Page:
Francis Expected To Focus On How To Build Stronger Families
Pope Francis arrives in the United States next Tuesday on what will be his inaugural visit to our country. Much ink has already been spilt hypothesizing about what this Argentinian will think about our country—will he understand our traditions, our history, our values? I would suggest the key to understanding this visit can be found by revisiting a previous trip of his from two years ago.
On the flight back to Rome after his 2013 trip to Brazil, Pope Francis spent an unprecedented amount of time fielding questions from reporters. His responses were unscripted and reveal the heart of this man who is now well known for surprising even his closest advisors. When one reporter was badgering him about gay marriage and gender ideology, an exasperated Francis refused to be caught up in the politics of it all. He threw his hands in the air and stated the very obvious to the reporter—and to the world—”the family is in crisis.”
Just days earlier he had spoken to that crisis while addressing the young people of Rio: “Today, there are those who say that marriage is out of fashion. Is it out of fashion? In a culture of relativism and the ephemeral, many preach the importance of ‘enjoying’ the moment. They say that it is not worth making a life-long commitment, making a definitive decision, ‘forever’, because we do not know what tomorrow will bring. I ask you, instead, to be revolutionaries, I ask you to swim against the tide; yes, I am asking you to rebel against this culture that sees everything as temporary and that ultimately believes you are incapable of responsibility, that believes you are incapable of true love.”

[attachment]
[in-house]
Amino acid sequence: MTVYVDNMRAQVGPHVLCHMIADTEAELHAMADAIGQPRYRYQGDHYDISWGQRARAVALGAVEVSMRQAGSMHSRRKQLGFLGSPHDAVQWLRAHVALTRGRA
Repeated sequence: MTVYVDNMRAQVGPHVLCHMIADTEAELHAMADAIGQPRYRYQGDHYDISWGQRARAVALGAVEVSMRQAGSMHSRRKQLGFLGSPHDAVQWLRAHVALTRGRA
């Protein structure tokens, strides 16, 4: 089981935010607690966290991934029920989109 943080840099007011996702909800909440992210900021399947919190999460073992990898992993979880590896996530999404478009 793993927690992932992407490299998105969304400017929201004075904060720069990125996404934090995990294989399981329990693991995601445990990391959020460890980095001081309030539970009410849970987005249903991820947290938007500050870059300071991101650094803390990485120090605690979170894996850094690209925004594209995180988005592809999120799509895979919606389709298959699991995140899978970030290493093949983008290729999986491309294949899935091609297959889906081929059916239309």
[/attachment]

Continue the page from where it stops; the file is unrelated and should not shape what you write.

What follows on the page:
It’s from this perspective that we should understand his motivation for visiting the United States, where the primary purpose of his visit is the World Meeting of Families in Philadelphia. Yes, he will visit Washington and New York to address Congress and the United Nations but in many respects those are just stops along the way. In Philadelphia, families from all across the world will be gathered all week long to spend time in thought, prayer, and discussion to work together in building stronger families. Francis’s visit will be a pastoral one—to offer his own thoughts and hopes on how this task can be accomplished.
But it’s evident this task is a difficult one. On that same 2013 trip to Brazil, Francis urged a renewed focus on family life: “The family is important, and it is necessary for the survival of humanity. Without the family, the cultural survival of the human race would be at risk. The family, whether we like it or not, is the foundation.”
From the dais of Congress or the General Assembly, Francis will place the family at the very center of his concerns. Many have tried to hyper-politicize his visit and have speculated that he will focus his remarks on the environment or the economy. Yes, he will certainly speak on these subjects but what must be understood is that for Francis all of these matters are connected. For Francis, strong families help in building a strong economy and respect for creation requires a recognition that the natural family must be valued and protected. In his much-discussed document on the environment at the beginning of the summer, he began by reminding the entire world that family is the “primary cell of society.” That statement didn’t get a lot of media play, but it was at the very heart of his concerns.
Francis also knows that he will be arriving in America just a few short months after same-sex marriage has been made the law of the land, but he’s no stranger to this debate. In 2010 when he was then the Cardinal of Buenos Aires, he publicly clashed with the President of his country when she attempted to legalize same-sex marriage there. As he reminded his fellow countrymen at the time, “At stake is the identity and survival of the family: father, mother and children. At stake are the lives of many children who will be discriminated against in advance, and deprived of their human development given by a father and a mother and willed by God. At stake is the total rejection of God’s law engraved in our hearts.” We can expect that he’ll use this visit as an occasion as a chance to remind our own country just what is at stake for us, as well.
So what will Francis discover when he arrives on our soil next week? And will he understand our ways and our values? Absolutely. He’ll appreciate the fact that we’re a country rooted in a commitment to faith and freedom. But he’ll also remind us that a strong family is an essential part in protecting both.
And in all likelihood, this visit from a foreigner to a new land will help us recover something that is at risk of being forgotten.